Tokyo police led by genius-detective-trapped-in-a-kid's-body Conan Edogawa (voiced by Minami Takayama) surround the site of a jewel heist. Only to be outfoxed by an unexpected adversary: the infamous international master thief Lupin the Third (Kanichi Kurita) who makes a typically daring escape. Whilst Interpol's dogged Inspector Zenigata (Kouichi Yamadera) rallies the local cops to try to stop Lupin's next caper, Conan and his Junior Detective League are drawn into another mystery involving a blackmail attempt on visiting Italian pop star Emilio Baretti (Miyu Irino). It turns out these sinister forces are also coercing Lupin into stealing something they want. Only by setting their mutual antipathy aside can Lupin and Conan crack the case.
The epic franchise crossover-cum-battle of wits anime fans had been waiting for first happened four years earlier when Monkey Punch's unstoppable master thief met Gosho Aoyama's unflappable boy sleuth in director Hajime Kamegaki's like-named television special. Lupin the Third vs. Detective Conan: The Movie picks up where that encounter left off, developing a few previously established plot strands likely to confuse any viewers unaware these two iconic characters have met before. Both franchises are distinguished by the high quality of their writing. Here they merge together exceptionally well despite each catering to a radically different fan-bases: one to puzzle-loving kids, the other to older viewers who like their thrills on the decidedly racy side. True to form the film does not neglect to spotlight plenty of steamy interludes involving Lupin's on-off girlfriend-cum-arch-rival, the ever sultry and voluptuous Fujiko Mine (Miyuki Sawashiro), who also has an amusingly stupefying effect on the perpetually adolescent Conan.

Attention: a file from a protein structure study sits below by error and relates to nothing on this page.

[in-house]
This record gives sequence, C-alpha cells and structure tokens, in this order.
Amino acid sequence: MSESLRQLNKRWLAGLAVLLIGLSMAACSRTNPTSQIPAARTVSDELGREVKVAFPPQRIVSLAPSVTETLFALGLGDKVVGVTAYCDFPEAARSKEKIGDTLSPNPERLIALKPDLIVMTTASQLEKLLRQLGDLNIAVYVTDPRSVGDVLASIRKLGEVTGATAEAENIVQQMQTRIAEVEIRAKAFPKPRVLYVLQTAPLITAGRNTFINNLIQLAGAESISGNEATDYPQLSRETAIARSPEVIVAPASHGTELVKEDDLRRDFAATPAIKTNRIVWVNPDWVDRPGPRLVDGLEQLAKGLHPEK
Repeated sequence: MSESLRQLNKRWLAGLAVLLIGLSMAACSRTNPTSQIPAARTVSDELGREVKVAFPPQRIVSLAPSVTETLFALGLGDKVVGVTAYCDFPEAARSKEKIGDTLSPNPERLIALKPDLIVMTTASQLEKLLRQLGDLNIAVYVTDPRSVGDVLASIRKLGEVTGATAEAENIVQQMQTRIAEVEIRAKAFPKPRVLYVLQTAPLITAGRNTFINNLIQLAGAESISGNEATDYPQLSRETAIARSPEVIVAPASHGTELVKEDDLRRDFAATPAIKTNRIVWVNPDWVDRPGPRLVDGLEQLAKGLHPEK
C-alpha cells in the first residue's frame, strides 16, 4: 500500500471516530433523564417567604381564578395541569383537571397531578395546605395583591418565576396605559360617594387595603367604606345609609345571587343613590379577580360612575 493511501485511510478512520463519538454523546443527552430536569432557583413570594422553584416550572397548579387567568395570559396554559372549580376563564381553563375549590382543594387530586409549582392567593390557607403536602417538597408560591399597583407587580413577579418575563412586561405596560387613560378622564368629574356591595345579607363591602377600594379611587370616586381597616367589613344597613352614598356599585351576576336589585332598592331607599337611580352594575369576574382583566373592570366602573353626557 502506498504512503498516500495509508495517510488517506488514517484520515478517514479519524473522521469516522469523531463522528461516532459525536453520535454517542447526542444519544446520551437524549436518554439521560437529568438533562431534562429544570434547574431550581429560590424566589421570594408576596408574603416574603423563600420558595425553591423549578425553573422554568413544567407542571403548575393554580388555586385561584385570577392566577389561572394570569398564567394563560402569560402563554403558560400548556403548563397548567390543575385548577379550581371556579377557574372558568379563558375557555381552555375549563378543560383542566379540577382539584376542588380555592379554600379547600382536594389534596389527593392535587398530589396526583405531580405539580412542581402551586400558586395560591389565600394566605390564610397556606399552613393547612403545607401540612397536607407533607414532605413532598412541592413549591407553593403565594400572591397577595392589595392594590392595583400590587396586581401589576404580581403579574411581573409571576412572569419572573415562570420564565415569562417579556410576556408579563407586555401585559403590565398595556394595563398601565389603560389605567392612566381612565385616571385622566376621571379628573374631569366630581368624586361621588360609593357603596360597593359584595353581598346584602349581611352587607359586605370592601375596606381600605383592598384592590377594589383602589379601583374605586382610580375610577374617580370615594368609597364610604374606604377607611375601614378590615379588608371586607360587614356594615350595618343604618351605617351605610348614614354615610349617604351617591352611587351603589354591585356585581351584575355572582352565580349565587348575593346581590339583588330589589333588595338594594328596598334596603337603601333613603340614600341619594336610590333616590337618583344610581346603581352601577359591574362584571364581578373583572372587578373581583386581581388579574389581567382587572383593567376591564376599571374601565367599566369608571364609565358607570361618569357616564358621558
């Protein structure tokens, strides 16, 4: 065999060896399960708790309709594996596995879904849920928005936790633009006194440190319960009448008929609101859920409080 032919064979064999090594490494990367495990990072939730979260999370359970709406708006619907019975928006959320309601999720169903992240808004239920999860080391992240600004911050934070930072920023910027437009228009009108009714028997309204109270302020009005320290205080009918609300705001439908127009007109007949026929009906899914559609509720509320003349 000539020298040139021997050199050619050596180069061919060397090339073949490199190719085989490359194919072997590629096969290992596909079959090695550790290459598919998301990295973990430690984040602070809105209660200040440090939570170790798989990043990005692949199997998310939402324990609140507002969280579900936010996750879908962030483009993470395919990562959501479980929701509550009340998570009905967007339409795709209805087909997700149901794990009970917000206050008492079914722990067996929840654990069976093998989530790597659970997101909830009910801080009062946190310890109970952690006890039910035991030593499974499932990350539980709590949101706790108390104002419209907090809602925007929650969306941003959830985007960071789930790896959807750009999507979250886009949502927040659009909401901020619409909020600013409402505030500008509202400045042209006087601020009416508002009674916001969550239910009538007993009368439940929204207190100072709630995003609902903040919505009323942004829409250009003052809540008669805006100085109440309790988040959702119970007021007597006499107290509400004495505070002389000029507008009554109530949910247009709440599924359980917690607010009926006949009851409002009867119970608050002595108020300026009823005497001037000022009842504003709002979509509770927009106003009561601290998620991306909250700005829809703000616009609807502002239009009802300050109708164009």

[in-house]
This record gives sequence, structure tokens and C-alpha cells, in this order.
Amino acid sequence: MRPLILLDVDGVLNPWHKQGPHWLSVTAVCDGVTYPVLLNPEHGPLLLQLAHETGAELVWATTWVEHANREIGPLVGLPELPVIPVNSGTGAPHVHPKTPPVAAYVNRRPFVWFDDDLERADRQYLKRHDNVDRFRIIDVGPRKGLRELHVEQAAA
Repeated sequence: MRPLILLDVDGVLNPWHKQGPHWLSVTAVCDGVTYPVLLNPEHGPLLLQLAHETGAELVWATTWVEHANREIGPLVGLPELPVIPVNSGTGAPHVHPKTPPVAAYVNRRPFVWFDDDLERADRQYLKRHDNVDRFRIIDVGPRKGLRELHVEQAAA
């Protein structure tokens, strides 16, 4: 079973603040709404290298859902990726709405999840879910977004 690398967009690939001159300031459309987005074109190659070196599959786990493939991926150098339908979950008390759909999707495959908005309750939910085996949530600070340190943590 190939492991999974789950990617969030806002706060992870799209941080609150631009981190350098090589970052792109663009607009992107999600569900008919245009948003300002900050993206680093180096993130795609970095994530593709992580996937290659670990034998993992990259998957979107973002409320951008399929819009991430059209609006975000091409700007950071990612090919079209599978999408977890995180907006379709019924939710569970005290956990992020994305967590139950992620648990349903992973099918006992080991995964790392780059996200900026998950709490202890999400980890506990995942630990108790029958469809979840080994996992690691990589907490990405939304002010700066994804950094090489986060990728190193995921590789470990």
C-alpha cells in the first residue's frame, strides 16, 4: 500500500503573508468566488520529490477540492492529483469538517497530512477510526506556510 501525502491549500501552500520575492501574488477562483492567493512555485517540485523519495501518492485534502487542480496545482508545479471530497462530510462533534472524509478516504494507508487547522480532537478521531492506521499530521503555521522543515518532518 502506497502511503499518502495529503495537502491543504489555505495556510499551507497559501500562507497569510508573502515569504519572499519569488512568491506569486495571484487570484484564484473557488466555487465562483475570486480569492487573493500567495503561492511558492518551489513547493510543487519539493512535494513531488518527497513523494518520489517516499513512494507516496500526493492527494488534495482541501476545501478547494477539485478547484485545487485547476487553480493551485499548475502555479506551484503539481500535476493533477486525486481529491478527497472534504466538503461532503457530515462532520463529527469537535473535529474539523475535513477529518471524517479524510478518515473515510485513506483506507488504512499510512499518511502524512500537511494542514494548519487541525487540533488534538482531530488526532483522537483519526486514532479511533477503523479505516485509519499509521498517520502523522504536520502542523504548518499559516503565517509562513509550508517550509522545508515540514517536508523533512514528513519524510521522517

Screenwriter Atsushi Maekawa hits all the crowd-pleasing character beats from both sources and has fun having unexpected combos spark off each other. Such as the Junior Detectives geeking out over Lupin's stoic samurai companion Goemon (Daisuke Namikawa) or the surprisingly delightful dynamic that emerges between Conan and taciturn sharpshooter Jigen (Kiyoshi Kobayashi). Much of the fun arises from pitting Lupin and company against detectives far smarter than the norm, forcing both parties to up their game significantly in a bid to outdo each other. The film weaves a typically intricate, outlandish though still well thought out plot and masterfully draws its two seemingly disparate strands together. Perhaps fittingly, Lupin operates largely on the fringes of the main storyline although fans may despair that the title characters share less screen time than they would hope. If Lupin the Third vs. Detective Conan: The Movie is somewhat talky with fewer standout action set-pieces than one would expect it compensates with a welcome level of emotional nuance and affecting character interaction. On the other hand the script exhibits a propensity for overly cute in-jokes such as the mystery villain using the alias 'Alan Smithee' (until recently the alias favoured by Hollywood directors unwilling to sign their name to a bad film) or the FBI agent whose name is a composite of actress Jodie Foster and her character Clarice Starling in The Silence of the Lambs (1991).
When the film commits to suspense however it is properly suspenseful. Highlights include a daring tower-top rescue attempt of babysitter/clueless would-be girlfriend Ran (Wakana Yamazaki) and a finale that does not disappoint where multiple forces collide and Lupin and Conan are stuck on board an out of control jet, torn between trying to outwit, exasperate or help each other. As crossovers go it is undeniably entertaining although one would not be too surprised if a few years from now we get another more substantial team-up.